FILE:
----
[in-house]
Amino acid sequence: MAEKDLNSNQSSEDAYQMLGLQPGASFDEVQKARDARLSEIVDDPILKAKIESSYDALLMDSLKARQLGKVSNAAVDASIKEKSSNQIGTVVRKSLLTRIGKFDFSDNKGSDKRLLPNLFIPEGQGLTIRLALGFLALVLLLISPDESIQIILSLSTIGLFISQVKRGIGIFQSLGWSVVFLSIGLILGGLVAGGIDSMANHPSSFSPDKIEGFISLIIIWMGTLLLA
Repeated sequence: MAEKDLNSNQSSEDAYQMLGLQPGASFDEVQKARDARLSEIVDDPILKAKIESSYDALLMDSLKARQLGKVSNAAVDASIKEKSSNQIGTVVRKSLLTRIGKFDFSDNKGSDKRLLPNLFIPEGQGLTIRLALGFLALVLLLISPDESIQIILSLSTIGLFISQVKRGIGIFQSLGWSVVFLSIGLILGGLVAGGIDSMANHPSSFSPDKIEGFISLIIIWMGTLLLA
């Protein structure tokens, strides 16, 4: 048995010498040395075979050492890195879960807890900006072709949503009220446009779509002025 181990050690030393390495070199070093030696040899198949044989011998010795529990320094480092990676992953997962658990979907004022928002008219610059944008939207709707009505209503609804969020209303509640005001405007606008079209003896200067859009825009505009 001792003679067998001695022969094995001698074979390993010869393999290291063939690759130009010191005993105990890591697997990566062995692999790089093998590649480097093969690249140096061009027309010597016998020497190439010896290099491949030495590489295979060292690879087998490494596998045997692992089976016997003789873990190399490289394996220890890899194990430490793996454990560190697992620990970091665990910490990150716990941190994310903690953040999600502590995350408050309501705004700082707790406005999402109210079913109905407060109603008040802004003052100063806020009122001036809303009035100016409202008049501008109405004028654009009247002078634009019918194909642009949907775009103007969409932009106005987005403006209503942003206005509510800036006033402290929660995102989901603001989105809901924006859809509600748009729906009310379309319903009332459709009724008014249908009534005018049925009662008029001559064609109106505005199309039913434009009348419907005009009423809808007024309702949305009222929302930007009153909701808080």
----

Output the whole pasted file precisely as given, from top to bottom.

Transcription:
[in-house]
Amino acid sequence: MAEKDLNSNQSSEDAYQMLGLQPGASFDEVQKARDARLSEIVDDPILKAKIESSYDALLMDSLKARQLGKVSNAAVDASIKEKSSNQIGTVVRKSLLTRIGKFDFSDNKGSDKRLLPNLFIPEGQGLTIRLALGFLALVLLLISPDESIQIILSLSTIGLFISQVKRGIGIFQSLGWSVVFLSIGLILGGLVAGGIDSMANHPSSFSPDKIEGFISLIIIWMGTLLLA
Repeated sequence: MAEKDLNSNQSSEDAYQMLGLQPGASFDEVQKARDARLSEIVDDPILKAKIESSYDALLMDSLKARQLGKVSNAAVDASIKEKSSNQIGTVVRKSLLTRIGKFDFSDNKGSDKRLLPNLFIPEGQGLTIRLALGFLALVLLLISPDESIQIILSLSTIGLFISQVKRGIGIFQSLGWSVVFLSIGLILGGLVAGGIDSMANHPSSFSPDKIEGFISLIIIWMGTLLLA
């Protein structure tokens, strides 16, 4: 048995010498040395075979050492890195879960807890900006072709949503009220446009779509002025 181990050690030393390495070199070093030696040899198949044989011998010795529990320094480092990676992953997962658990979907004022928002008219610059944008939207709707009505209503609804969020209303509640005001405007606008079209003896200067859009825009505009 001792003679067998001695022969094995001698074979390993010869393999290291063939690759130009010191005993105990890591697997990566062995692999790089093998590649480097093969690249140096061009027309010597016998020497190439010896290099491949030495590489295979060292690879087998490494596998045997692992089976016997003789873990190399490289394996220890890899194990430490793996454990560190697992620990970091665990910490990150716990941190994310903690953040999600502590995350408050309501705004700082707790406005999402109210079913109905407060109603008040802004003052100063806020009122001036809303009035100016409202008049501008109405004028654009009247002078634009019918194909642009949907775009103007969409932009106005987005403006209503942003206005509510800036006033402290929660995102989901603001989105809901924006859809509600748009729906009310379309319903009332459709009724008014249908009534005018049925009662008029001559064609109106505005199309039913434009009348419907005009009423809808007024309702949305009222929302930007009153909701808080």